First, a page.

I will corrupt the Grecian sentinels
I will corrupt the Grecian sentinels,
To give thee nightly visitation.
But yet, be true.
O heavens! “Be true” again?
Hear why I speak it, love.
The Grecian youths are full of quality,
Their loving well composed, with gift of nature flowing,
And swelling o'er with arts and exercise.
How novelty may move, and parts with person,
Alas, a kind of godly jealousy—
Which I beseech you call a virtuous sin—
Makes me afeard.
O heavens, you love me not!
Die I a villain then!
In this I do not call your faith in question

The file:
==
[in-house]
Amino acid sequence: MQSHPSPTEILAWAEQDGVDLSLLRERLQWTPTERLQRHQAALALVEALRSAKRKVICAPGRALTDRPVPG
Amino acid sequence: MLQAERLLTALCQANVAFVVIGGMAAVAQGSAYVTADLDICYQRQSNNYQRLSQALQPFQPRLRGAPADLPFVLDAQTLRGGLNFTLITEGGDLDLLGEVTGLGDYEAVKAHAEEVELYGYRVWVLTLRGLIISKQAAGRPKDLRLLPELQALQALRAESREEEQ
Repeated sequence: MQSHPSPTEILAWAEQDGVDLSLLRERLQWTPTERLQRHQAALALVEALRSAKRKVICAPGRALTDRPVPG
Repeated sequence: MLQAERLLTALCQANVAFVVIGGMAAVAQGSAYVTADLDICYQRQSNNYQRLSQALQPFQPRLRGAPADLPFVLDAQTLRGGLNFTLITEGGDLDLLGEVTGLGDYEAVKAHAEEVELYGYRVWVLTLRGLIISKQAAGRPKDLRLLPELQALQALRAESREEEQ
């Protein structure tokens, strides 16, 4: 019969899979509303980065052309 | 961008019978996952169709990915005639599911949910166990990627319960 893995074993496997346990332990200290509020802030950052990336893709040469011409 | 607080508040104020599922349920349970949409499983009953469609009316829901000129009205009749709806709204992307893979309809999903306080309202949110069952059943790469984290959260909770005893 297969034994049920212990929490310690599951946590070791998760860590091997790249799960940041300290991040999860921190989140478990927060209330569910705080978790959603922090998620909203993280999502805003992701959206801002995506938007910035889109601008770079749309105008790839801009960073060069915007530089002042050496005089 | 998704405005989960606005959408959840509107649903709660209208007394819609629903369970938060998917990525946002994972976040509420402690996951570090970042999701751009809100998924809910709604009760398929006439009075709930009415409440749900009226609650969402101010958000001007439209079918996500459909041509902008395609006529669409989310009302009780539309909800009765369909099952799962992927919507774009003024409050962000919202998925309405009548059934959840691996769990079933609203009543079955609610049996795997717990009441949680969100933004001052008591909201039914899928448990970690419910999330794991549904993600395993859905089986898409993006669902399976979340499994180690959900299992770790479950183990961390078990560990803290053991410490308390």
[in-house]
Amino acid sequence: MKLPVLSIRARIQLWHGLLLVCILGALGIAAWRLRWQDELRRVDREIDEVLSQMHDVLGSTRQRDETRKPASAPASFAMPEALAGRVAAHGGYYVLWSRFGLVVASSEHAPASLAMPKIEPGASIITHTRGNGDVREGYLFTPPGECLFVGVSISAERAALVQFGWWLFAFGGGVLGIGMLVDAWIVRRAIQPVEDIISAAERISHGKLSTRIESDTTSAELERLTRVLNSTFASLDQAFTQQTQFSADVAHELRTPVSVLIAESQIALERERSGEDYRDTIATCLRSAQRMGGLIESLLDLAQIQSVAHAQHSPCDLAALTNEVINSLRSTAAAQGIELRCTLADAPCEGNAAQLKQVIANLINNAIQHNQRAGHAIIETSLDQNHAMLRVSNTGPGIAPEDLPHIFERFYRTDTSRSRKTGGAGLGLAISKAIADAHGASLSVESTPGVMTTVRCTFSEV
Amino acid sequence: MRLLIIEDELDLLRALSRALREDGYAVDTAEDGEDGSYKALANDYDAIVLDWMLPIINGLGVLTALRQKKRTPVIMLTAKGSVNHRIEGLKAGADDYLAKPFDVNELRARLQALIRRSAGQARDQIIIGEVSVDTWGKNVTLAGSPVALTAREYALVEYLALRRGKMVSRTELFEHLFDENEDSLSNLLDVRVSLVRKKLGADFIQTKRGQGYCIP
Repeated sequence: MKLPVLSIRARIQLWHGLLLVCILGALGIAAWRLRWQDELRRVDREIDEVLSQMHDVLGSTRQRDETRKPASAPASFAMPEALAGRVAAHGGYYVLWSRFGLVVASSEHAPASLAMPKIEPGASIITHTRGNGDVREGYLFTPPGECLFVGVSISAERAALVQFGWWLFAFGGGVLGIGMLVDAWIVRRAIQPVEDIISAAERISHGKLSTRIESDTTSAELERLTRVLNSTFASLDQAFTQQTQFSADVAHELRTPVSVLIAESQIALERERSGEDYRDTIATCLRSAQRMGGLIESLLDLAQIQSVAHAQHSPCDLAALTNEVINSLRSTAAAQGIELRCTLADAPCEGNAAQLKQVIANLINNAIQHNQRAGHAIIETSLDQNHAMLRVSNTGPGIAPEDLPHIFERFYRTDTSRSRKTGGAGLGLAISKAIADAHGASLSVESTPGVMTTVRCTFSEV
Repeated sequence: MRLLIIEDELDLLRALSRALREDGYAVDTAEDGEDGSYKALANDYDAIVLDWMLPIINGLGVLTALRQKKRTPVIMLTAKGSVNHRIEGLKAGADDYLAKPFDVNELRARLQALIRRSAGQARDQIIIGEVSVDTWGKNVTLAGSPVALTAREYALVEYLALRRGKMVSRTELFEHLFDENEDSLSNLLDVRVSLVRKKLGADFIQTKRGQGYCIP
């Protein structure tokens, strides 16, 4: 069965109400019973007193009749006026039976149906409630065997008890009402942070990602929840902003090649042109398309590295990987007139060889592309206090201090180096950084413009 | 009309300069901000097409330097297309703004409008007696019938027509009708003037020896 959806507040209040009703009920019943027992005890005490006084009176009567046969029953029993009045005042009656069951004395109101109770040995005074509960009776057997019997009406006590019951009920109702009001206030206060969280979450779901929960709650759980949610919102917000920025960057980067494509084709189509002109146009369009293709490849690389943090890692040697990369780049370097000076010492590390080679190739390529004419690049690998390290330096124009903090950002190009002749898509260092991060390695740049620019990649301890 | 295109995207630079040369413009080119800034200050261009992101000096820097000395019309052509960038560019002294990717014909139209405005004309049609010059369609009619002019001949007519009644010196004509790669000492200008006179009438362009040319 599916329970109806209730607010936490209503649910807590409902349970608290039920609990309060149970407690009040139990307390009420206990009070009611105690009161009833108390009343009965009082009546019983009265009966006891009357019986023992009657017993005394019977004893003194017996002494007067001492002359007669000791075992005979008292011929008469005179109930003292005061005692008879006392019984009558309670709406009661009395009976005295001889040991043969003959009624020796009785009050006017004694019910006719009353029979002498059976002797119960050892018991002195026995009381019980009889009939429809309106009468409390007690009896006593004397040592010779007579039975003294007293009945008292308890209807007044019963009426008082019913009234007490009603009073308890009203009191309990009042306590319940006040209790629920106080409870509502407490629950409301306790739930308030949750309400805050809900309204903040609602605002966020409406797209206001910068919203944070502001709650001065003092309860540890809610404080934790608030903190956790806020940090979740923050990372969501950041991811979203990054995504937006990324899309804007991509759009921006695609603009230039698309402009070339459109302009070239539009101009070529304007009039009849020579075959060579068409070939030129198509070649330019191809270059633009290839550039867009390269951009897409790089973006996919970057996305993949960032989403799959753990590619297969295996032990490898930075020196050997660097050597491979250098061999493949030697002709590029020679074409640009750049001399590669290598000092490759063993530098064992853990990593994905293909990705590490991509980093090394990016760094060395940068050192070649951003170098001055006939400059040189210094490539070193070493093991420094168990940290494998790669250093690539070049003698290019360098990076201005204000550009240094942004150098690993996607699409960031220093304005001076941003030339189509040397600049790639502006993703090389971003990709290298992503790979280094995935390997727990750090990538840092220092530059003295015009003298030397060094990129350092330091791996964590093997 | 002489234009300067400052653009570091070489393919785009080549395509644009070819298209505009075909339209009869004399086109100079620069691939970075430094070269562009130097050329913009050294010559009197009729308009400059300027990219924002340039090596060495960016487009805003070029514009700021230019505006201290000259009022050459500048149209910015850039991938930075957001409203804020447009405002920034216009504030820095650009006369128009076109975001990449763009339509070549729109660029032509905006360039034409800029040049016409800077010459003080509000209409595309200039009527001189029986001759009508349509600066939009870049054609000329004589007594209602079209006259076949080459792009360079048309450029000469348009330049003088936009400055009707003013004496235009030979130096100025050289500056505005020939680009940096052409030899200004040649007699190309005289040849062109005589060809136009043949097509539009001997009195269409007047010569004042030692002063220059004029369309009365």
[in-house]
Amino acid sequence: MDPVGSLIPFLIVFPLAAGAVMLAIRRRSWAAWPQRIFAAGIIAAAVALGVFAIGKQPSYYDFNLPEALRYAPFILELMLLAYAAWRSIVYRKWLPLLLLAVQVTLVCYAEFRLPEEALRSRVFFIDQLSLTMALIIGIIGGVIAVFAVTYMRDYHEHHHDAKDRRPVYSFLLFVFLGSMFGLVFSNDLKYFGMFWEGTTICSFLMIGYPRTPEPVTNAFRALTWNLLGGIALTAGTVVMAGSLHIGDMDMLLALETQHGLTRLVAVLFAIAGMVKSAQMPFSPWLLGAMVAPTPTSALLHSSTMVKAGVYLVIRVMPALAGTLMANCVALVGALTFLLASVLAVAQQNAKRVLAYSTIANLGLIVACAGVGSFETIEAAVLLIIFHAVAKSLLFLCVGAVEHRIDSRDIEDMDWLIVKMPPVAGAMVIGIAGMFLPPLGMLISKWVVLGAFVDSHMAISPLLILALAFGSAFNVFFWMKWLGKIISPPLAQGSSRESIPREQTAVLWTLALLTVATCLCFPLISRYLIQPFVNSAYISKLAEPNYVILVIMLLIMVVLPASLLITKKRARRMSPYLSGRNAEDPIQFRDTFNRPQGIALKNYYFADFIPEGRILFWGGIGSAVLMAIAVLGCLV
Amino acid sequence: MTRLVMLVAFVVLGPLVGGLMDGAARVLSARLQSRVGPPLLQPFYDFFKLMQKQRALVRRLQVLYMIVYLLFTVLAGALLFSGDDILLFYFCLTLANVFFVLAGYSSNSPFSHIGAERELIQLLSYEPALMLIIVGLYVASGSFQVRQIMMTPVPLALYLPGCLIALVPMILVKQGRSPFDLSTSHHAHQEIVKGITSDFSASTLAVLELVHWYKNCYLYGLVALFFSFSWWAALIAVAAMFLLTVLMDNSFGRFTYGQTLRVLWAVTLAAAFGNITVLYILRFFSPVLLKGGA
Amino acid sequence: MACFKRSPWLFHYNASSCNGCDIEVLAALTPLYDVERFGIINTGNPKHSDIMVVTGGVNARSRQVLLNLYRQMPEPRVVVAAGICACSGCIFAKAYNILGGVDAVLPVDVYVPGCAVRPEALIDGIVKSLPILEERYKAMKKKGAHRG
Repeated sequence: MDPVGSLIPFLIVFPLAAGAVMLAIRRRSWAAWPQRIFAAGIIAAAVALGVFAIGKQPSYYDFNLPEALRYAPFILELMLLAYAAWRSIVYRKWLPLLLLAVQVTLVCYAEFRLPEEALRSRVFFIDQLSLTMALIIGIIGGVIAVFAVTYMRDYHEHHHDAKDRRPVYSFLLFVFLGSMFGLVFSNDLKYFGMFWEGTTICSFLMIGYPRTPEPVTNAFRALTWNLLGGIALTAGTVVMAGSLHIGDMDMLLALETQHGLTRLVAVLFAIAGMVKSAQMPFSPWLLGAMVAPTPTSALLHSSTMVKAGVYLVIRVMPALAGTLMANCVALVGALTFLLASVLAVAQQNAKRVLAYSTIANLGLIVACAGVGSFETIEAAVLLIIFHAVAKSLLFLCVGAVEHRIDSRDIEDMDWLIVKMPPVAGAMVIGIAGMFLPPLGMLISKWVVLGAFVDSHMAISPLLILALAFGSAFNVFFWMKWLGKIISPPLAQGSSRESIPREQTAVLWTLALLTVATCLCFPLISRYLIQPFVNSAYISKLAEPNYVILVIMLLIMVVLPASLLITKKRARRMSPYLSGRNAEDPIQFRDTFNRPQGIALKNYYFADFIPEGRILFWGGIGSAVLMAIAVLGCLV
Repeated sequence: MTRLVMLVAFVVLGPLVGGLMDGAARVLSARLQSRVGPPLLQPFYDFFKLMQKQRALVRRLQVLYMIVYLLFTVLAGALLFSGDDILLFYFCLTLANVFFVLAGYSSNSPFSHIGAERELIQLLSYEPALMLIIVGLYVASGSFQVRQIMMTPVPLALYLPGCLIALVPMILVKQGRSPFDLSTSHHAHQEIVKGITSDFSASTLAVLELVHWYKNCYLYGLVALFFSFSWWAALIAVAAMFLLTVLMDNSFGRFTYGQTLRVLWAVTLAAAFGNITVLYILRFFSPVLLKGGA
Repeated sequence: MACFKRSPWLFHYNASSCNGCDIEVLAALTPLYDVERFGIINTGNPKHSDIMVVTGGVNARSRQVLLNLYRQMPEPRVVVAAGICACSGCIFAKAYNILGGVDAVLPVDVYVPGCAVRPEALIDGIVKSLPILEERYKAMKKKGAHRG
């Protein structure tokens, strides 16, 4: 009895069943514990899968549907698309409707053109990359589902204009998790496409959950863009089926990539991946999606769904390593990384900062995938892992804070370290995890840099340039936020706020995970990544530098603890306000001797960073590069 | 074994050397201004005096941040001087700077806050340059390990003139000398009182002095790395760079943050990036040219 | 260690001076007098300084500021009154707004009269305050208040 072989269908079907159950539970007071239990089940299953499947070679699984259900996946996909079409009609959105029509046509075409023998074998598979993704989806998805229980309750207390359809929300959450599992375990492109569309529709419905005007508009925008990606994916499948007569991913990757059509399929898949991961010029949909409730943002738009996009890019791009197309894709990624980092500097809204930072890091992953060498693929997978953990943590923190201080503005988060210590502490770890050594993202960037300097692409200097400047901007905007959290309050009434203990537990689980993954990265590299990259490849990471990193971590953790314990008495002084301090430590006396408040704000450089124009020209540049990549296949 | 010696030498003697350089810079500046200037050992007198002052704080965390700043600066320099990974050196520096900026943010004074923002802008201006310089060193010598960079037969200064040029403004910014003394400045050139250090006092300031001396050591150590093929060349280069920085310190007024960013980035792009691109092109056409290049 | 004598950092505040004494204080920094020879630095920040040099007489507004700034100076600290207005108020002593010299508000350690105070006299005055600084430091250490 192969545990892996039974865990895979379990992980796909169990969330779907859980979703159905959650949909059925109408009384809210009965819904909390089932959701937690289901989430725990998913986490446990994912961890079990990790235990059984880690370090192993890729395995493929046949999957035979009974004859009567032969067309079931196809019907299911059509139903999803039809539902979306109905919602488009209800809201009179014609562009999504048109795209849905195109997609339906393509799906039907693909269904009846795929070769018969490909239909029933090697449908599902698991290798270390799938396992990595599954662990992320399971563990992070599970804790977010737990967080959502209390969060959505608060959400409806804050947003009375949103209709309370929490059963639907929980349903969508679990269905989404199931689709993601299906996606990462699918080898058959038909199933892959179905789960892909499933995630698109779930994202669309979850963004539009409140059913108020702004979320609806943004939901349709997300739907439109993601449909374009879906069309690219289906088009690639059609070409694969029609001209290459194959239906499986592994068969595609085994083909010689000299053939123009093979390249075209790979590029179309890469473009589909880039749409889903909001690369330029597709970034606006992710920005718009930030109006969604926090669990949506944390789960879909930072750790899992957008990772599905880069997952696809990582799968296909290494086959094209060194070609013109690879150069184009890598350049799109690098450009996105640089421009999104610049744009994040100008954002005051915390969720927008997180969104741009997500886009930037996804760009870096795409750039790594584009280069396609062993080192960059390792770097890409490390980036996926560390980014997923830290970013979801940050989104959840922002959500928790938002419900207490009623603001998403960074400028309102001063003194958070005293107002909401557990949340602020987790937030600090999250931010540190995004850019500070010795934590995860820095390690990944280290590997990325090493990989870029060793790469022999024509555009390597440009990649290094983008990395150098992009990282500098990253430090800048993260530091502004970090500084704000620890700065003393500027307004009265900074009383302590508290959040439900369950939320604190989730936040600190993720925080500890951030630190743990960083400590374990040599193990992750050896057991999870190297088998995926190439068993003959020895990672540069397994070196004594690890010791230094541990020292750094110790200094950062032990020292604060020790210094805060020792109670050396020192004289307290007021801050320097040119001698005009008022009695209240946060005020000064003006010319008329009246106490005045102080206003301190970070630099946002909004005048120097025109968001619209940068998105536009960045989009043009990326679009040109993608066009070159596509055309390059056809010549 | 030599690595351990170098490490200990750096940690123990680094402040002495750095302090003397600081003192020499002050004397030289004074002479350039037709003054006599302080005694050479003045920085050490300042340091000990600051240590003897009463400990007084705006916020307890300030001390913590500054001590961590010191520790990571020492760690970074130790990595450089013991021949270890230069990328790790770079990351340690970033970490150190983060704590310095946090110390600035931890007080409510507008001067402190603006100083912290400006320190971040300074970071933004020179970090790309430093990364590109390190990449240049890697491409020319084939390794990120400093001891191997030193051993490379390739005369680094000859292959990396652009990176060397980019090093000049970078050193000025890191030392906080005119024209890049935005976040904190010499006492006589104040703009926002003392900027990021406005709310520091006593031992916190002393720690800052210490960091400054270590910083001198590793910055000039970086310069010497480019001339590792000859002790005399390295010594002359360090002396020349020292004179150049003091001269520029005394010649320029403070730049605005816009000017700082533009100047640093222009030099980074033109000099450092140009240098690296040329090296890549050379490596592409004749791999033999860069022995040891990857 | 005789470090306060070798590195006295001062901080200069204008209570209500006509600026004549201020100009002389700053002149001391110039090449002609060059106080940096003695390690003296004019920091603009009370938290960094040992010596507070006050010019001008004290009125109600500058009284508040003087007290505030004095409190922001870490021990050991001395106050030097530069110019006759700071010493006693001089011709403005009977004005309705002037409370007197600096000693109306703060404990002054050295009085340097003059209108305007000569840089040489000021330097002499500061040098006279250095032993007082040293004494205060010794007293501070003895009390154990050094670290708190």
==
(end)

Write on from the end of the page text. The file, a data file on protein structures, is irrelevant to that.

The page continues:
So mainly as my merit. I cannot sing,
Nor heel the high lavolt, nor sweeten talk,
Nor play at subtle games—fair virtues all,
To which the Grecians are most prompt and pregnant.
But I can tell that in each grace of these
There lurks a still and dumb-discursive devil
That tempts most cunningly. But be not tempted.
Do you think I will?
But something may be done that we will not,
And sometimes we are devils to ourselves
When we will tempt the frailty of our powers,
Presuming on their changeful potency.
Nay, good my lord—
Come, kiss, and let us part.